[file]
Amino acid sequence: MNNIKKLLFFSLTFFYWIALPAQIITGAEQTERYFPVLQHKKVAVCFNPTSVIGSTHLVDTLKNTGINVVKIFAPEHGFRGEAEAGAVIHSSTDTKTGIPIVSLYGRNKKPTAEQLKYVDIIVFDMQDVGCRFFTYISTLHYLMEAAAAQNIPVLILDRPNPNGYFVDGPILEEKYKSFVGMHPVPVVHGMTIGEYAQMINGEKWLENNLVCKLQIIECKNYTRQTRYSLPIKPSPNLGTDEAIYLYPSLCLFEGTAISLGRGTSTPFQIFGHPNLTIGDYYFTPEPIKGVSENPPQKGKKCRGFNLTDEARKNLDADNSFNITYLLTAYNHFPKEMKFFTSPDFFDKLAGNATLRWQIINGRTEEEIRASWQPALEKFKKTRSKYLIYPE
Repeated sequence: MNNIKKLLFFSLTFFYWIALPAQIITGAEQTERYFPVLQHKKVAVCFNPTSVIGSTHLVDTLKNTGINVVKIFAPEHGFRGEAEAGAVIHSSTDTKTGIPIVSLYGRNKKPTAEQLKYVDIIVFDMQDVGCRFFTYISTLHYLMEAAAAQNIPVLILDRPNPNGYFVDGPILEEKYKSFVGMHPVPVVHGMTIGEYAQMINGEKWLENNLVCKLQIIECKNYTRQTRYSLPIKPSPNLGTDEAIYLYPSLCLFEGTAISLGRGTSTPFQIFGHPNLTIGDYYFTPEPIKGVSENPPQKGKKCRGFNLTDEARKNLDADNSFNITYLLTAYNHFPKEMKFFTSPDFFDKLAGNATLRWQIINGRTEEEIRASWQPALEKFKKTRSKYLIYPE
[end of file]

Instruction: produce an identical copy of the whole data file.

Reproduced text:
Amino acid sequence: MNNIKKLLFFSLTFFYWIALPAQIITGAEQTERYFPVLQHKKVAVCFNPTSVIGSTHLVDTLKNTGINVVKIFAPEHGFRGEAEAGAVIHSSTDTKTGIPIVSLYGRNKKPTAEQLKYVDIIVFDMQDVGCRFFTYISTLHYLMEAAAAQNIPVLILDRPNPNGYFVDGPILEEKYKSFVGMHPVPVVHGMTIGEYAQMINGEKWLENNLVCKLQIIECKNYTRQTRYSLPIKPSPNLGTDEAIYLYPSLCLFEGTAISLGRGTSTPFQIFGHPNLTIGDYYFTPEPIKGVSENPPQKGKKCRGFNLTDEARKNLDADNSFNITYLLTAYNHFPKEMKFFTSPDFFDKLAGNATLRWQIINGRTEEEIRASWQPALEKFKKTRSKYLIYPE
Repeated sequence: MNNIKKLLFFSLTFFYWIALPAQIITGAEQTERYFPVLQHKKVAVCFNPTSVIGSTHLVDTLKNTGINVVKIFAPEHGFRGEAEAGAVIHSSTDTKTGIPIVSLYGRNKKPTAEQLKYVDIIVFDMQDVGCRFFTYISTLHYLMEAAAAQNIPVLILDRPNPNGYFVDGPILEEKYKSFVGMHPVPVVHGMTIGEYAQMINGEKWLENNLVCKLQIIECKNYTRQTRYSLPIKPSPNLGTDEAIYLYPSLCLFEGTAISLGRGTSTPFQIFGHPNLTIGDYYFTPEPIKGVSENPPQKGKKCRGFNLTDEARKNLDADNSFNITYLLTAYNHFPKEMKFFTSPDFFDKLAGNATLRWQIINGRTEEEIRASWQPALEKFKKTRSKYLIYPE